You have probably noticed that very lucrative jobs are being advertised on LinkedIn these days.

It can be tempting to hit the “Apply Now” button and potentially be in the running for a job with better conditions, more interesting challenges, better perks and more responsibility.

However, if your LinkedIn profile looks boring and neglected, then doing so is unlikely to get attention of recruiters.

The good news is, you can significantly increase your chances of getting a job through LinkedIn if you invest some time to breath life back into your profile.

If you have time to do a comprehensive revamp of your profile, that’s great.

But if you’re short on time, you can still add a healthy dose of professionalism to your profile in less time than it takes you to grab a coffee.

1. Get A Recommendation.

I suggest you get into a regular habit of asking for, and giving, recommendations. Start with requesting one today.

You can approach your past bosses, colleagues or clients and make a polite request to tell the world more about how you’ve added value to their life.

A word of warning, however – avoid the trap of reciprocal recommendations. A good recruiter will check out the profiles of people who have recommended you and if they find a pattern of “I’ll give you one if you give me one”, your chances of getting an invitation for a job interview will be significantly diminished.

2. Include Keywords.

Every day, thousands of recruiters scour LinkedIn for people with your job title and skills.

If you’re not coming up in search results, you’re missing out on job opportunities.

To make sure your profile gets noticed by LinkedIn’s search algorithm, rewrite it so that it contains relevant keywords throughout your main job description, summary, job titles and descriptions in your job history as well as endorsements/skills section.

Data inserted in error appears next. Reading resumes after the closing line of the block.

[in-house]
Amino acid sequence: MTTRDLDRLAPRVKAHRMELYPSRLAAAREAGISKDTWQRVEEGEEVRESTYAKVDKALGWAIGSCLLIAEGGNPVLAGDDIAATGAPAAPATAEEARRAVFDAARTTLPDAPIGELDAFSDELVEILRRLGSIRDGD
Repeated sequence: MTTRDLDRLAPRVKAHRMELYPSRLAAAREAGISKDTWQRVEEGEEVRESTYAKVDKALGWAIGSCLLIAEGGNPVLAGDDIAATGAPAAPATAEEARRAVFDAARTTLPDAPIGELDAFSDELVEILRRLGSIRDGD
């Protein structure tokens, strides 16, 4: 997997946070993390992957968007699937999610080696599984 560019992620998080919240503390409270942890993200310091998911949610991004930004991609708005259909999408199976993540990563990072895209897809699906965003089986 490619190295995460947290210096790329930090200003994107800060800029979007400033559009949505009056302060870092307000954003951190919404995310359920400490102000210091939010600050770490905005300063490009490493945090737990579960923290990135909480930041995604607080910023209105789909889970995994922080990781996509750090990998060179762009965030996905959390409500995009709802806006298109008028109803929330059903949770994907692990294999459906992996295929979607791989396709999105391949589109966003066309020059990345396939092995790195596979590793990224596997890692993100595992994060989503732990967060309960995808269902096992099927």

For example, if you’re a Marketing Director at a bank the obvious keywords to include would be “marketing director”, “banking” and possibly “finance”.

However, recruiters might also be looking for you by using desired skills as a criteria and your job title won’t always necessarily reflect those skills.

That’s why, if you were the marketing director above, you could also also consider adding keywords like “drive sales”, “leadership”, “strategy development management”, “budgeting” and “digital marketing” in your profile.

3. Stir Up A Group.

If you’re like most people, you have joined a few LinkedIn Groups on the same day that you joined LinkedIn to make your profile look better – and you haven’t been back there since.

That’s OK. I suggest you leave all the groups you joined back then and start all over. You probably joined them for all the wrong (image-related) reasons, anyway.

When joining a group this time, ask yourself whether you have anything valuable to contribute to it. Make it your priority to go into a group with the aim of leaving it a better place than you found it. Then find a topic you care about and contribute to the discussion. Challenge people’s points of view, but do it tactfully – there’ no room for aggression or defensiveness on LinkedIn.

4. Rewrite Your Summary.

When you’re writing your profile you try to showcase your skills – because that’s what you think recruiters care about, right?

That’s true, but it’s also true that one of the key factors which recruiters use to make hiring decisions is culture fit.

In other words, potential employers want to know if your personality will suit their team and whether your motivations are in line with philosophy of the company as a whole.

It means you must ensure that your summary communicate a healthy dose of your personality. Unlike a resume, it shouldn’t sound dry and mechanical.

5. Publish A LinkedIn Article (BONUS).

OK, this is a bonus because it should take you longer than 15 minutes.

However, I’m including it here because it will add huge amounts of authority and credibility to your personal brand.

LinkedIn recently opened its publishing platform to every one of its members. It which means you can now publish blog posts directly on your profile.

If you’re a manager at a law firm, for example, you could write an article which discusses the intricacies of moving from in-house to private practice and provides solutions to common problems. A recruiter who is taking a closer look at your profile is likely to notice it and take a closer look to find out more about how you think.

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